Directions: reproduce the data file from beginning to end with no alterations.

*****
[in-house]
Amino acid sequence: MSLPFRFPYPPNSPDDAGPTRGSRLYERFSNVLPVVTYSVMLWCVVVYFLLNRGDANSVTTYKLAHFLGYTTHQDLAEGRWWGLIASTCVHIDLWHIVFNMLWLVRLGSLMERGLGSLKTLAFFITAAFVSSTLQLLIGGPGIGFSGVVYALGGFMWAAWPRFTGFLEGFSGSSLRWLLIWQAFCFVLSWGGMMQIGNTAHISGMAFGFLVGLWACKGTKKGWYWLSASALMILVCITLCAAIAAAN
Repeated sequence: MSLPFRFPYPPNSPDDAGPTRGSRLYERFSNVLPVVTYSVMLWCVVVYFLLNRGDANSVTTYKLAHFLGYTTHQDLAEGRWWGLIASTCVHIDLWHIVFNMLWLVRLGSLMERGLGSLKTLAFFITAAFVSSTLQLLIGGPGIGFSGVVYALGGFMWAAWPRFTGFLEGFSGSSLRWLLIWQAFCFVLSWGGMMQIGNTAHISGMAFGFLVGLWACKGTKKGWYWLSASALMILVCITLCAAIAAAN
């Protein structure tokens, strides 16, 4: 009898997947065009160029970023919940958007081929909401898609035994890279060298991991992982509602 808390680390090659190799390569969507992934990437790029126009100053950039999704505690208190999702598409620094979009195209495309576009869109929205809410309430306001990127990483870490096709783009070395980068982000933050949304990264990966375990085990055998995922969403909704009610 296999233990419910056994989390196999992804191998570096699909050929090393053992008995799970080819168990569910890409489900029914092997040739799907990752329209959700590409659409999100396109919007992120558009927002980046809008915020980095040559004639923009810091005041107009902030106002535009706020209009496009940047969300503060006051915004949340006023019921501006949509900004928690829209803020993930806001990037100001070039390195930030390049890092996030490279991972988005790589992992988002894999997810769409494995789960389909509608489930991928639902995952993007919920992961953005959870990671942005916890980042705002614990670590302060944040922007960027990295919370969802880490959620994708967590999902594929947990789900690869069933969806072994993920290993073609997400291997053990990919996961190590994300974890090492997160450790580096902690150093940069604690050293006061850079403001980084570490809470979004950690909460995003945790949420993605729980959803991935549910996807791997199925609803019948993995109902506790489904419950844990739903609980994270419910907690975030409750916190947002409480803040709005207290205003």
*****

[in-house]
Amino acid sequence: MSLPFRFPYPPNSPDDAGPTRGSRLYERFSNVLPVVTYSVMLWCVVVYFLLNRGDANSVTTYKLAHFLGYTTHQDLAEGRWWGLIASTCVHIDLWHIVFNMLWLVRLGSLMERGLGSLKTLAFFITAAFVSSTLQLLIGGPGIGFSGVVYALGGFMWAAWPRFTGFLEGFSGSSLRWLLIWQAFCFVLSWGGMMQIGNTAHISGMAFGFLVGLWACKGTKKGWYWLSASALMILVCITLCAAIAAAN
Repeated sequence: MSLPFRFPYPPNSPDDAGPTRGSRLYERFSNVLPVVTYSVMLWCVVVYFLLNRGDANSVTTYKLAHFLGYTTHQDLAEGRWWGLIASTCVHIDLWHIVFNMLWLVRLGSLMERGLGSLKTLAFFITAAFVSSTLQLLIGGPGIGFSGVVYALGGFMWAAWPRFTGFLEGFSGSSLRWLLIWQAFCFVLSWGGMMQIGNTAHISGMAFGFLVGLWACKGTKKGWYWLSASALMILVCITLCAAIAAAN
């Protein structure tokens, strides 16, 4: 009898997947065009160029970023919940958007081929909401898609035994890279060298991991992982509602 808390680390090659190799390569969507992934990437790029126009100053950039999704505690208190999702598409620094979009195209495309576009869109929205809410309430306001990127990483870490096709783009070395980068982000933050949304990264990966375990085990055998995922969403909704009610 296999233990419910056994989390196999992804191998570096699909050929090393053992008995799970080819168990569910890409489900029914092997040739799907990752329209959700590409659409999100396109919007992120558009927002980046809008915020980095040559004639923009810091005041107009902030106002535009706020209009496009940047969300503060006051915004949340006023019921501006949509900004928690829209803020993930806001990037100001070039390195930030390049890092996030490279991972988005790589992992988002894999997810769409494995789960389909509608489930991928639902995952993007919920992961953005959870990671942005916890980042705002614990670590302060944040922007960027990295919370969802880490959620994708967590999902594929947990789900690869069933969806072994993920290993073609997400291997053990990919996961190590994300974890090492997160450790580096902690150093940069604690050293006061850079403001980084570490809470979004950690909460995003945790949420993605729980959803991935549910996807791997199925609803019948993995109902506790489904419950844990739903609980994270419910907690975030409750916190947002409480803040709005207290205003």